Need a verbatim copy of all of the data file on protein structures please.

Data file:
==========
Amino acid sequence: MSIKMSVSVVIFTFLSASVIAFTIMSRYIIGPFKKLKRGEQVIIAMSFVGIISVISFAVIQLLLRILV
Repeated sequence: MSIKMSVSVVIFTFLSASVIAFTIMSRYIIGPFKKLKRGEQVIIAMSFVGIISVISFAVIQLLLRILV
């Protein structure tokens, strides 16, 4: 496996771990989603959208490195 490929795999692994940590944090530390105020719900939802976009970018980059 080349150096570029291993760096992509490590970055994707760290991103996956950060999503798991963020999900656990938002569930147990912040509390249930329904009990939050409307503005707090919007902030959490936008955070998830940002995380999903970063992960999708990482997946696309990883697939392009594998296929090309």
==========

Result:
Amino acid sequence: MSIKMSVSVVIFTFLSASVIAFTIMSRYIIGPFKKLKRGEQVIIAMSFVGIISVISFAVIQLLLRILV
Repeated sequence: MSIKMSVSVVIFTFLSASVIAFTIMSRYIIGPFKKLKRGEQVIIAMSFVGIISVISFAVIQLLLRILV
């Protein structure tokens, strides 16, 4: 496996771990989603959208490195 490929795999692994940590944090530390105020719900939802976009970018980059 080349150096570029291993760096992509490590970055994707760290991103996956950060999503798991963020999900656990938002569930147990912040509390249930329904009990939050409307503005707090919007902030959490936008955070998830940002995380999903970063992960999708990482997946696309990883697939392009594998296929090309």